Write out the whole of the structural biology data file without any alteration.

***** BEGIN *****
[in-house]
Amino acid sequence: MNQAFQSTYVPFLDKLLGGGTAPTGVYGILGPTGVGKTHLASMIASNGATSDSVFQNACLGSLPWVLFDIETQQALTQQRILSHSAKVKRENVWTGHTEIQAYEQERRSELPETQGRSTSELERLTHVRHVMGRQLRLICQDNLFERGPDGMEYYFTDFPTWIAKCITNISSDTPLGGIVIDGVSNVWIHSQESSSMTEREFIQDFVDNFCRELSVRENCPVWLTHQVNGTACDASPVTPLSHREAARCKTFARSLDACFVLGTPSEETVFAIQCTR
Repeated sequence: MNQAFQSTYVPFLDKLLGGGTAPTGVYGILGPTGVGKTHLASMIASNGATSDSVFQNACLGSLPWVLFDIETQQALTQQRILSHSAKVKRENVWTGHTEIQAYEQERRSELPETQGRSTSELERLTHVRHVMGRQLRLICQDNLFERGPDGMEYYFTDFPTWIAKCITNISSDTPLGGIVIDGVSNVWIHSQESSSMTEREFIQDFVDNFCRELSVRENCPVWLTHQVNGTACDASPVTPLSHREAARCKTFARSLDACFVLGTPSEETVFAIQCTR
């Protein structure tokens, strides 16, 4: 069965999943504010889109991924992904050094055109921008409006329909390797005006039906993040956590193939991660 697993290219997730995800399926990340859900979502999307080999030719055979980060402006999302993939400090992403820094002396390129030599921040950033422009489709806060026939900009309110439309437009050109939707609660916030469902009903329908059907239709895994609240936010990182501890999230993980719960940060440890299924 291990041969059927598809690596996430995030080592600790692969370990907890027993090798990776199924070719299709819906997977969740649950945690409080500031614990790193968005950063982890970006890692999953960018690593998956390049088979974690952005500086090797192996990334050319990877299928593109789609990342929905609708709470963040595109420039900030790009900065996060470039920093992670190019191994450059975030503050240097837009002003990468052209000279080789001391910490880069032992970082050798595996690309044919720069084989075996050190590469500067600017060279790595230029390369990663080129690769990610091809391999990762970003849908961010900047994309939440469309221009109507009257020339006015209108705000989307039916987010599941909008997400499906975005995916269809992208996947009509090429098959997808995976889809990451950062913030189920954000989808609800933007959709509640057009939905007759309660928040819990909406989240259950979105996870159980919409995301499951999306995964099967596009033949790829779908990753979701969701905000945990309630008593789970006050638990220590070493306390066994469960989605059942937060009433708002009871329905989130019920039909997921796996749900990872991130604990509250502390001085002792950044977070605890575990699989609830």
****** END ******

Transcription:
[in-house]
Amino acid sequence: MNQAFQSTYVPFLDKLLGGGTAPTGVYGILGPTGVGKTHLASMIASNGATSDSVFQNACLGSLPWVLFDIETQQALTQQRILSHSAKVKRENVWTGHTEIQAYEQERRSELPETQGRSTSELERLTHVRHVMGRQLRLICQDNLFERGPDGMEYYFTDFPTWIAKCITNISSDTPLGGIVIDGVSNVWIHSQESSSMTEREFIQDFVDNFCRELSVRENCPVWLTHQVNGTACDASPVTPLSHREAARCKTFARSLDACFVLGTPSEETVFAIQCTR
Repeated sequence: MNQAFQSTYVPFLDKLLGGGTAPTGVYGILGPTGVGKTHLASMIASNGATSDSVFQNACLGSLPWVLFDIETQQALTQQRILSHSAKVKRENVWTGHTEIQAYEQERRSELPETQGRSTSELERLTHVRHVMGRQLRLICQDNLFERGPDGMEYYFTDFPTWIAKCITNISSDTPLGGIVIDGVSNVWIHSQESSSMTEREFIQDFVDNFCRELSVRENCPVWLTHQVNGTACDASPVTPLSHREAARCKTFARSLDACFVLGTPSEETVFAIQCTR
């Protein structure tokens, strides 16, 4: 069965999943504010889109991924992904050094055109921008409006329909390797005006039906993040956590193939991660 697993290219997730995800399926990340859900979502999307080999030719055979980060402006999302993939400090992403820094002396390129030599921040950033422009489709806060026939900009309110439309437009050109939707609660916030469902009903329908059907239709895994609240936010990182501890999230993980719960940060440890299924 291990041969059927598809690596996430995030080592600790692969370990907890027993090798990776199924070719299709819906997977969740649950945690409080500031614990790193968005950063982890970006890692999953960018690593998956390049088979974690952005500086090797192996990334050319990877299928593109789609990342929905609708709470963040595109420039900030790009900065996060470039920093992670190019191994450059975030503050240097837009002003990468052209000279080789001391910490880069032992970082050798595996690309044919720069084989075996050190590469500067600017060279790595230029390369990663080129690769990610091809391999990762970003849908961010900047994309939440469309221009109507009257020339006015209108705000989307039916987010599941909008997400499906975005995916269809992208996947009509090429098959997808995976889809990451950062913030189920954000989808609800933007959709509640057009939905007759309660928040819990909406989240259950979105996870159980919409995301499951999306995964099967596009033949790829779908990753979701969701905000945990309630008593789970006050638990220590070493306390066994469960989605059942937060009433708002009871329905989130019920039909997921796996749900990872991130604990509250502390001085002792950044977070605890575990699989609830």